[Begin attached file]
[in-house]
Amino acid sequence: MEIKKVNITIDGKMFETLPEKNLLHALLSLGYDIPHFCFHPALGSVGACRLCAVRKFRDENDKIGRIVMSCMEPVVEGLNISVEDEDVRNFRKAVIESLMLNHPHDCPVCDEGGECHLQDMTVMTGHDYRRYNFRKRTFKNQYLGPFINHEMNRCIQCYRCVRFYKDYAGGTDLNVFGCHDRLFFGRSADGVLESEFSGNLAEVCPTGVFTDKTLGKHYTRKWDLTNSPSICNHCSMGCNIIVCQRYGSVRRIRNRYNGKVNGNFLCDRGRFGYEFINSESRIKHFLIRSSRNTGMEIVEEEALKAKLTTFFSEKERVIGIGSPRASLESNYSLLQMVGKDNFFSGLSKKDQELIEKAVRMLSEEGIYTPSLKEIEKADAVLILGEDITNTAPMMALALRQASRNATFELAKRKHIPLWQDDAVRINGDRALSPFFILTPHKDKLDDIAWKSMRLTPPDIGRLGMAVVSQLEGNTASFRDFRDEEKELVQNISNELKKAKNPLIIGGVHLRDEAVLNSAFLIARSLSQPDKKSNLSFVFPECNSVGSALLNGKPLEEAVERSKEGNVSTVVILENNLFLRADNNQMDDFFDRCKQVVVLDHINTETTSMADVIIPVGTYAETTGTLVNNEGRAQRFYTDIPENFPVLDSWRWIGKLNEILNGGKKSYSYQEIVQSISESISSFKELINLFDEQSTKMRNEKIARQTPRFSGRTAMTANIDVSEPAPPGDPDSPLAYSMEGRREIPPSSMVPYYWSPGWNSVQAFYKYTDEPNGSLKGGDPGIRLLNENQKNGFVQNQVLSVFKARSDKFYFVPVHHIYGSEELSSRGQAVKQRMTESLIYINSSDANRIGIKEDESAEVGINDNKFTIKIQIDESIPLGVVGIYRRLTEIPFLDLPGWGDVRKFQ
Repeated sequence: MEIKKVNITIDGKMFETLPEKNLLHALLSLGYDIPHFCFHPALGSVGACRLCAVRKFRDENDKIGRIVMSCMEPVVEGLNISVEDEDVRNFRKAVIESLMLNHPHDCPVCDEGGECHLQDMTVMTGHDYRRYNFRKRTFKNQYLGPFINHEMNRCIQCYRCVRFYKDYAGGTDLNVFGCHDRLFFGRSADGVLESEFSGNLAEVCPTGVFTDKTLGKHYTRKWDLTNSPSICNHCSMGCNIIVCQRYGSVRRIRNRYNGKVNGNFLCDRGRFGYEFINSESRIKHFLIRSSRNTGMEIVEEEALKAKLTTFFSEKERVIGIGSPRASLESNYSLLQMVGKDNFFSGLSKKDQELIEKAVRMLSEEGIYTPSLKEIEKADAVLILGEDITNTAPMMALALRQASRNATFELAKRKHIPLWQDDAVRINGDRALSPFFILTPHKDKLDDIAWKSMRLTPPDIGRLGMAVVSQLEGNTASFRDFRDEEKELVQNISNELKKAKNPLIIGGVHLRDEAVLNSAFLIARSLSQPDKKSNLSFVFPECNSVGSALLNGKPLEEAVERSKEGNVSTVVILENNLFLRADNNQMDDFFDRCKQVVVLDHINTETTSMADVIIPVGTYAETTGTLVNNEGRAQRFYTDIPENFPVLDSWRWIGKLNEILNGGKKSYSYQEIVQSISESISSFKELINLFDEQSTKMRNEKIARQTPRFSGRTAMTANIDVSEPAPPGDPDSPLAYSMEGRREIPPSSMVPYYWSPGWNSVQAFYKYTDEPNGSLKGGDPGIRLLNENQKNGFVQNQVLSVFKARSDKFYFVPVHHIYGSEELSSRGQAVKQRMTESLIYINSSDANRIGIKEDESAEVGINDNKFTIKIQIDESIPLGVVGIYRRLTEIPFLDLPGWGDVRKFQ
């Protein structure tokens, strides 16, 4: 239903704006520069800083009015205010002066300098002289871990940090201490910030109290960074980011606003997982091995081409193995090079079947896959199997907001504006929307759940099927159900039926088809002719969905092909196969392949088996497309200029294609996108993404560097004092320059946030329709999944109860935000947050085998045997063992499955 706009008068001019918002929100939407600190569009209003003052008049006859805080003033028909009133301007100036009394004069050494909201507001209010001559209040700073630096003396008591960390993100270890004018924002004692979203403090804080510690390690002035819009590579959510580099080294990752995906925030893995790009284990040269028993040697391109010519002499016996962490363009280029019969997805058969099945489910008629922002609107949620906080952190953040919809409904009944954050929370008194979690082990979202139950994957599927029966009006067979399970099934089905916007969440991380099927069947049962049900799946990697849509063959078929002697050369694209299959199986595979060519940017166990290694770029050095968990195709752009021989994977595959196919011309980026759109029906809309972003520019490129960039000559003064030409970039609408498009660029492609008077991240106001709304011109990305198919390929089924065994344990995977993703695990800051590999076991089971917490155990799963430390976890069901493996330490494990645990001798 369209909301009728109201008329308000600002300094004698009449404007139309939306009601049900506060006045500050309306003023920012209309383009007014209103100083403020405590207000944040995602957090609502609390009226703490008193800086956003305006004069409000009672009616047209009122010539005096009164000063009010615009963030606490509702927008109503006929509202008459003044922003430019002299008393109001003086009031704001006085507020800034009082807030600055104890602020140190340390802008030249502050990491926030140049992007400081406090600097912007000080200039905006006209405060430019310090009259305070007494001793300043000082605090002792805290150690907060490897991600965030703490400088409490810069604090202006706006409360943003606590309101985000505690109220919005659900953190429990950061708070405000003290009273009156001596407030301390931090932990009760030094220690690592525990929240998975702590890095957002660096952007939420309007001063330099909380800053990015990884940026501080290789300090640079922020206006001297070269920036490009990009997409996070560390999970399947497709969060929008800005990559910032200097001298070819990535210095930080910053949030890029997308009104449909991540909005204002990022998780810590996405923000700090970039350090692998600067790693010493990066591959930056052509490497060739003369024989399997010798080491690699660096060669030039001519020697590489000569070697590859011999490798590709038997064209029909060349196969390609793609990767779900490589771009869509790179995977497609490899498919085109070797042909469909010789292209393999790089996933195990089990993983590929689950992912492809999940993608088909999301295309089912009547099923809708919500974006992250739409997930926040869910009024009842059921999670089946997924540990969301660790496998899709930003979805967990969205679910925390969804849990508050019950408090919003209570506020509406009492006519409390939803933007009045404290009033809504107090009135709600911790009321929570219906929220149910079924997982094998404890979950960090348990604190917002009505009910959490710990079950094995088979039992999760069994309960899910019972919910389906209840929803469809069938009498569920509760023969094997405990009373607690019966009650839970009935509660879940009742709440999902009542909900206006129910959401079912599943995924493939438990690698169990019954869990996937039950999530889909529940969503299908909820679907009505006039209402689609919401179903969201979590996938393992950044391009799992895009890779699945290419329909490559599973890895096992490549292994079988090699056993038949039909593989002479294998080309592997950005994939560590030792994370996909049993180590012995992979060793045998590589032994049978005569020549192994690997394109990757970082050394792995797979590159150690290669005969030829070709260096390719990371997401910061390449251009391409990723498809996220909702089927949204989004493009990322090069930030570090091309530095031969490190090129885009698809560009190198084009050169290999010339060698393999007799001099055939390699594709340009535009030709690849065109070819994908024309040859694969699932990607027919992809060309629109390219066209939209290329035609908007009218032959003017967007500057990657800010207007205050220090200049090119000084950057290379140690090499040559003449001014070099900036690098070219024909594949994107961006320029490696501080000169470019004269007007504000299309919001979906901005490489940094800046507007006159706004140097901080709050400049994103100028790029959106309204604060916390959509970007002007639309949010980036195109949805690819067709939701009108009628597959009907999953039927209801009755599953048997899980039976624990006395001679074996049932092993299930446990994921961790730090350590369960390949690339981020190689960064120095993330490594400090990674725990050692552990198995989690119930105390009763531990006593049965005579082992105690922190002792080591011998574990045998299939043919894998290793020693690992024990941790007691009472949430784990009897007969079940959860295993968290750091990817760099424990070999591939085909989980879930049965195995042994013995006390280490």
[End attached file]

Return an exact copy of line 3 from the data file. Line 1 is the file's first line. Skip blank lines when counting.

Repeated sequence: MEIKKVNITIDGKMFETLPEKNLLHALLSLGYDIPHFCFHPALGSVGACRLCAVRKFRDENDKIGRIVMSCMEPVVEGLNISVEDEDVRNFRKAVIESLMLNHPHDCPVCDEGGECHLQDMTVMTGHDYRRYNFRKRTFKNQYLGPFINHEMNRCIQCYRCVRFYKDYAGGTDLNVFGCHDRLFFGRSADGVLESEFSGNLAEVCPTGVFTDKTLGKHYTRKWDLTNSPSICNHCSMGCNIIVCQRYGSVRRIRNRYNGKVNGNFLCDRGRFGYEFINSESRIKHFLIRSSRNTGMEIVEEEALKAKLTTFFSEKERVIGIGSPRASLESNYSLLQMVGKDNFFSGLSKKDQELIEKAVRMLSEEGIYTPSLKEIEKADAVLILGEDITNTAPMMALALRQASRNATFELAKRKHIPLWQDDAVRINGDRALSPFFILTPHKDKLDDIAWKSMRLTPPDIGRLGMAVVSQLEGNTASFRDFRDEEKELVQNISNELKKAKNPLIIGGVHLRDEAVLNSAFLIARSLSQPDKKSNLSFVFPECNSVGSALLNGKPLEEAVERSKEGNVSTVVILENNLFLRADNNQMDDFFDRCKQVVVLDHINTETTSMADVIIPVGTYAETTGTLVNNEGRAQRFYTDIPENFPVLDSWRWIGKLNEILNGGKKSYSYQEIVQSISESISSFKELINLFDEQSTKMRNEKIARQTPRFSGRTAMTANIDVSEPAPPGDPDSPLAYSMEGRREIPPSSMVPYYWSPGWNSVQAFYKYTDEPNGSLKGGDPGIRLLNENQKNGFVQNQVLSVFKARSDKFYFVPVHHIYGSEELSSRGQAVKQRMTESLIYINSSDANRIGIKEDESAEVGINDNKFTIKIQIDESIPLGVVGIYRRLTEIPFLDLPGWGDVRKFQ